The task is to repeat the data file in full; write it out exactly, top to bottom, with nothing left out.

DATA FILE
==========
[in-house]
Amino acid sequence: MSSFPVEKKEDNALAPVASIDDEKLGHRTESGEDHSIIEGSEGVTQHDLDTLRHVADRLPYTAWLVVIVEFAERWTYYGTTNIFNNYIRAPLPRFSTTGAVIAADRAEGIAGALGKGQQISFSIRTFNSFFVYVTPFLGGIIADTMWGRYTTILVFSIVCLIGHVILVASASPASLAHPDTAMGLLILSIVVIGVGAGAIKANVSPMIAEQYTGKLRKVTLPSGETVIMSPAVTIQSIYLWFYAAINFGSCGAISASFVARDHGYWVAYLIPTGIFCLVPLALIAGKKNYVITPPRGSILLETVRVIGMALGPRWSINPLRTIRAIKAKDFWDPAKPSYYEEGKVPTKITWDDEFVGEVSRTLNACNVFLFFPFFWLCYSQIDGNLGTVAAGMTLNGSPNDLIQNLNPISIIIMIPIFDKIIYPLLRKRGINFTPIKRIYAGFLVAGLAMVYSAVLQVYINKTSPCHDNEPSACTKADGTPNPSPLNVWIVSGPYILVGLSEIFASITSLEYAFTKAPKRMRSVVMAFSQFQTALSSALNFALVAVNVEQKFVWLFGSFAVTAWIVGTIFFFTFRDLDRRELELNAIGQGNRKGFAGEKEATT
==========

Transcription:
[in-house]
Amino acid sequence: MSSFPVEKKEDNALAPVASIDDEKLGHRTESGEDHSIIEGSEGVTQHDLDTLRHVADRLPYTAWLVVIVEFAERWTYYGTTNIFNNYIRAPLPRFSTTGAVIAADRAEGIAGALGKGQQISFSIRTFNSFFVYVTPFLGGIIADTMWGRYTTILVFSIVCLIGHVILVASASPASLAHPDTAMGLLILSIVVIGVGAGAIKANVSPMIAEQYTGKLRKVTLPSGETVIMSPAVTIQSIYLWFYAAINFGSCGAISASFVARDHGYWVAYLIPTGIFCLVPLALIAGKKNYVITPPRGSILLETVRVIGMALGPRWSINPLRTIRAIKAKDFWDPAKPSYYEEGKVPTKITWDDEFVGEVSRTLNACNVFLFFPFFWLCYSQIDGNLGTVAAGMTLNGSPNDLIQNLNPISIIIMIPIFDKIIYPLLRKRGINFTPIKRIYAGFLVAGLAMVYSAVLQVYINKTSPCHDNEPSACTKADGTPNPSPLNVWIVSGPYILVGLSEIFASITSLEYAFTKAPKRMRSVVMAFSQFQTALSSALNFALVAVNVEQKFVWLFGSFAVTAWIVGTIFFFTFRDLDRRELELNAIGQGNRKGFAGEKEATT